99 Bipolar Disorder Facts

Great list of truths from bipolarlives.com:

Bipolar Basics

1. Bipolar disorder used to be known as manic depressive illness.

2. It is a MOOD DISORDER characterized by MOOD SWINGS between the “highs” of bipolar mania and the “lows” of depression.

3. It is an episodic illness. In between episodes of bipolar mania and/or depression, there will usually be periods of stable or “normal” moods and wellness.

4. The usual age of onset is late teens to early twenties.

5. Bipolar disorder is NOT CURABLE and must be controlled by mood stabilizing medication. This is one of the most unpalatable but important bipolar disorder facts.

6. Despite being a life long illness, bipolar disorder is very manageable. In fact, it is one of the “best” mental illnesses to have in that there are many effective bipolar treatments available.

7. Bipolar disorder is often misdiagnosed as depression in women or schizophrenia in men.

Reminder

Bipolar is frequently misdiagnosed so make sure you see an experienced psychiatrist.

8. Another common misdiagnosis is to pronounce someone bipolar when they really have borderline personality disorder.

9. Untreated bipolar disorder is dangerous and may lead to suicide during depression, or self destructive activities during bipolar mania such as wild spending, crazy business ventures, sexual promiscuity or infidelity and other high risk behavior.

10. Bipolar disorder must be diagnosed and treated by an experienced psychiatrist who specializes in mood disorders.

Bipolar resources you can trust

Bipolar disorder facts need to be distinguished from bipolar fictions.

The best source for bipolar disorder facts.

Use these reputable and independent sources for accurate information about bipolar disorder:

11. Facts on Bipolar Disorder from National Institute of Mental Health (NIMH)

13. Bipolar Disorder from the Mayo Clinic

14. International Bipolar Foundation

15. Depression and Bipolar Support Alliance (DBSA)

Are you bipolar?

One of the most frustrating bipolar disorder facts is the difficulty of accurate diagnosis.

You may have bipolar order if you answer “YES” to ALL of the following questions.

If the following self-screen for bipolar is positive, you should see a psychiatrist who specializes in mood disorders to confirm ad discuss any possible diagnosis of bipolar disorder. One of the frustrating bipolar disorder facts is that it requires highly skilled diagnosis.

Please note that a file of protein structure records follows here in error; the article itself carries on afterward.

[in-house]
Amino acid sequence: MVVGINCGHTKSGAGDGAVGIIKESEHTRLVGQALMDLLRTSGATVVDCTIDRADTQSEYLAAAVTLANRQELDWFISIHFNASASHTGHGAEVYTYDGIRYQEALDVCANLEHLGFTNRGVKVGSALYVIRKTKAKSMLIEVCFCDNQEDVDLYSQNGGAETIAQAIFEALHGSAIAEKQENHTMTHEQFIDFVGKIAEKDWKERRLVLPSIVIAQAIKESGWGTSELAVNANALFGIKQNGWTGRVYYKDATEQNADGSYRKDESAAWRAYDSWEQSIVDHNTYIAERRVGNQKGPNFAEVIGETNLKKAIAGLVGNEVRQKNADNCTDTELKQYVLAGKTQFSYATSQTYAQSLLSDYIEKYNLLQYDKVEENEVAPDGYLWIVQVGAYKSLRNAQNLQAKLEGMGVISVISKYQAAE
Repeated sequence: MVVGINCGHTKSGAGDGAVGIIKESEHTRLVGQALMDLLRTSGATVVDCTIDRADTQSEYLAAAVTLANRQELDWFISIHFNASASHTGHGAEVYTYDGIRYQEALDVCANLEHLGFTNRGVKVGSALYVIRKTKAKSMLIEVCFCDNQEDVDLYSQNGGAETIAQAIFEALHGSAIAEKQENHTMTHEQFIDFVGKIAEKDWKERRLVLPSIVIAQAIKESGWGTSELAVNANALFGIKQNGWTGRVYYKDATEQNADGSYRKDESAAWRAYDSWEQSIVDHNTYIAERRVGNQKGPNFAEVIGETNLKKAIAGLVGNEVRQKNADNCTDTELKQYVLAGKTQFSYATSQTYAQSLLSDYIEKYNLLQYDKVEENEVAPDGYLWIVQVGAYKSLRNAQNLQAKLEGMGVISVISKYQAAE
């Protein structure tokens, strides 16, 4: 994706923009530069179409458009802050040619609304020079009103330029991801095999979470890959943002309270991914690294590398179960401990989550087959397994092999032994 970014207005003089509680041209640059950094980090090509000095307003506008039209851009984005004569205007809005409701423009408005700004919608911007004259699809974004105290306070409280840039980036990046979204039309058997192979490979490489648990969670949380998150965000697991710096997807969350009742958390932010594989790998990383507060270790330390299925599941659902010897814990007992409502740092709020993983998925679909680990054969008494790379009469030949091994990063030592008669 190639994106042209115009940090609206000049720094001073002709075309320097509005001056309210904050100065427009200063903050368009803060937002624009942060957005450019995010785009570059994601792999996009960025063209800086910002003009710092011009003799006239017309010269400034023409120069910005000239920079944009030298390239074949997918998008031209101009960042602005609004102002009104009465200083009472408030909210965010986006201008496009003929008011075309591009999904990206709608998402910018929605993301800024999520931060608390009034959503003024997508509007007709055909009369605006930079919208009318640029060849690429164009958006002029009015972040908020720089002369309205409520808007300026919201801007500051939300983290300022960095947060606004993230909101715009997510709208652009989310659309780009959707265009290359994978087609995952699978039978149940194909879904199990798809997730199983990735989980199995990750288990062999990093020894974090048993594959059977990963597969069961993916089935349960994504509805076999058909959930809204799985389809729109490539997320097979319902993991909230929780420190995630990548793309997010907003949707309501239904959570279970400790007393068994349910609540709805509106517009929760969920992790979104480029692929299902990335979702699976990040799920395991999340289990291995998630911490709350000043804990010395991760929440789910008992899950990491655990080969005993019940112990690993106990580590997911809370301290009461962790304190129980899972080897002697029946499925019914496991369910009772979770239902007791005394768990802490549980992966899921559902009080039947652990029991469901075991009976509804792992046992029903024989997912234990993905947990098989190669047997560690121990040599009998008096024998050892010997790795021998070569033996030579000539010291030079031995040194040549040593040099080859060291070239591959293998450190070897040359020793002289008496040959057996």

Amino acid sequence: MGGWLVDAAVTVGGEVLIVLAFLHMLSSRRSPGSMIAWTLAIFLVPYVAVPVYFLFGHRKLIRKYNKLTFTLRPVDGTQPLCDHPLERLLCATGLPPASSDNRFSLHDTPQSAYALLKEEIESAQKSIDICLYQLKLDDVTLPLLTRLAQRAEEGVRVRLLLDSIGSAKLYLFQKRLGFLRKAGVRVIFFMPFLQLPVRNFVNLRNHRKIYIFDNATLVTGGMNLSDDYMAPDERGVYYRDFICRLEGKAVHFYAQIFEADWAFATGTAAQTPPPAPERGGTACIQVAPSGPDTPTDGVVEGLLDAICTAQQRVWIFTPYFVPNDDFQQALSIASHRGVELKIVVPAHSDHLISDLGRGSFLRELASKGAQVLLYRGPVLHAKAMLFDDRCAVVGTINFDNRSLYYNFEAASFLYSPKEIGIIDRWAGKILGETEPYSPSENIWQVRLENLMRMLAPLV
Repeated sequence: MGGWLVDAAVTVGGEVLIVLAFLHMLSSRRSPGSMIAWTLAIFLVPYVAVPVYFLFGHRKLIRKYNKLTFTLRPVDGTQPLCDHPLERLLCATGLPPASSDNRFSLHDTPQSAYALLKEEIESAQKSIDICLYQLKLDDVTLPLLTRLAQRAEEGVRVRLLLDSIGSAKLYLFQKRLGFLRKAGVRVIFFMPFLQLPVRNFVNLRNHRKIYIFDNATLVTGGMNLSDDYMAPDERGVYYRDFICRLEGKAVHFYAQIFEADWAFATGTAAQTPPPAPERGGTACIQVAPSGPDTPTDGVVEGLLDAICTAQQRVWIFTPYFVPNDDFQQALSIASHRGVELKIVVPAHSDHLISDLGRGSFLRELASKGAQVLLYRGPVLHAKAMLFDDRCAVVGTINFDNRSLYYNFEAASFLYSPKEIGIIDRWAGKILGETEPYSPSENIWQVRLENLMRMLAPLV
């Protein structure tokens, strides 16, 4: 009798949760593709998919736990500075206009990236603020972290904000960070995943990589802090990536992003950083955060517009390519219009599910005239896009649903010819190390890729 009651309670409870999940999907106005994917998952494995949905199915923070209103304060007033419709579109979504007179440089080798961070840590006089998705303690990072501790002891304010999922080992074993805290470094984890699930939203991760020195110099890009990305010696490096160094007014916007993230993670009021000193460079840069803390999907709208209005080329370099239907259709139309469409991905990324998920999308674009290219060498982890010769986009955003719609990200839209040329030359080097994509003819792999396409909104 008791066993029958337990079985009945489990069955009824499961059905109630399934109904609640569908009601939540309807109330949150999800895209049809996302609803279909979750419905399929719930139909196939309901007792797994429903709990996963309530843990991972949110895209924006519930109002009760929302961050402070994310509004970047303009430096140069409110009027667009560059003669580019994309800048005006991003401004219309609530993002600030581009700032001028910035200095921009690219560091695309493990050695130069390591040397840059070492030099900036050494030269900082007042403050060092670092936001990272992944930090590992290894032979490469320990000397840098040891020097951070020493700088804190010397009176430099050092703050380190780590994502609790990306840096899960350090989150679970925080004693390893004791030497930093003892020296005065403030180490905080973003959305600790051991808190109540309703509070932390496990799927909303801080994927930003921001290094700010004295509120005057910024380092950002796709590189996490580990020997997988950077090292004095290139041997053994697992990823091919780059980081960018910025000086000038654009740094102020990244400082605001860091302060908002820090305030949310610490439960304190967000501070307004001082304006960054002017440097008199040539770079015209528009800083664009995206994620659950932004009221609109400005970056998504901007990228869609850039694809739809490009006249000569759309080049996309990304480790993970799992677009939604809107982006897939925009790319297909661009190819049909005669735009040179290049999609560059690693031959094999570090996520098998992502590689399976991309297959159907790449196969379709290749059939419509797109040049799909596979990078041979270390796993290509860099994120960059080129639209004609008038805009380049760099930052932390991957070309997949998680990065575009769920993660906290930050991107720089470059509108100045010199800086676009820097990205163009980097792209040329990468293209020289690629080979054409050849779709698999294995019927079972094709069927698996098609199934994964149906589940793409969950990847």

16. Have you experienced depression for an extended period (at least 2 weeks)?

17. Was this depression so serious that it made your usual activities such as work or study impossible, or only barely possible through great personal effort?

18. As well as the serious lows of depression, have you also experienced periods of “highs” – of being so “up” that it felt like more than normal happiness?

19. Have you experienced periods of needing only small amounts (3-5 hours at most) of sleep?

20. Have you experienced racing thoughts or rapid, pressured speech?

21. Have you ever engaged in reckless behavior such as shopping sprees, credit card binges or out of character promiscuous sex?

22. Have you ever had so much extra energy that you took on lots of extra projects, or needed lots of extra activity and stimulation or social contact?

23. Have these “ups” ever led to serious problems such as conflict at work or in your marriage or legal problems?

24. Do you have a close relative such as a parent, grandparent, brother, sister, uncle, or aunt who has bipolar disorder?

25. Has a psychiatrist or other mental health professional ever suggested to you that may have bipolar disorder?

THERE IS NO BLOOD TEST, X-RAY, BRAIN SCAN, MRI, GENETIC TEST, OR OTHER “MEDICAL” TEST THAT CAN IDENTIFY BIPOLAR DISORDER.

Bipolar symptoms

Symptoms of bipolar depression include:

26. Persistent empty or “blue” feeling.

27. Lack of interest or pleasure in usual activities.

28. Sleep changes – either insomnia or excessive sleep.

29. Lack of motivation and neglect of routine tasks such as personal grooming.

30. Indecision.

Symptoms of bipolar mania include:

31. Reduced need for sleep.

32. Grandiose plans and beliefs that are not realistic.

33. Racing thoughts.

34. Taking on multiple projects and marked increase in goal directed behavior.

35. Risk taking behavior and distorted judgment, for example crazy business schemes, reckless investments, sexual indiscretions, shopping sprees, gambling binges.

Causes of bipolar

36. Genetics. Bipolar disorder is NOT ALWAYS inherited and in even in identical twins, both do not always develop the disorder. Thus, although hereditary factors are a major risk factor in developing bipolar disorder, it is not a purely genetic illness.

37. Neurotransmitter imbalances and other brain chemistry disturbances.

38. Stress. Someone with a predisposition to bipolar may go on to develop the illness if triggered by stress.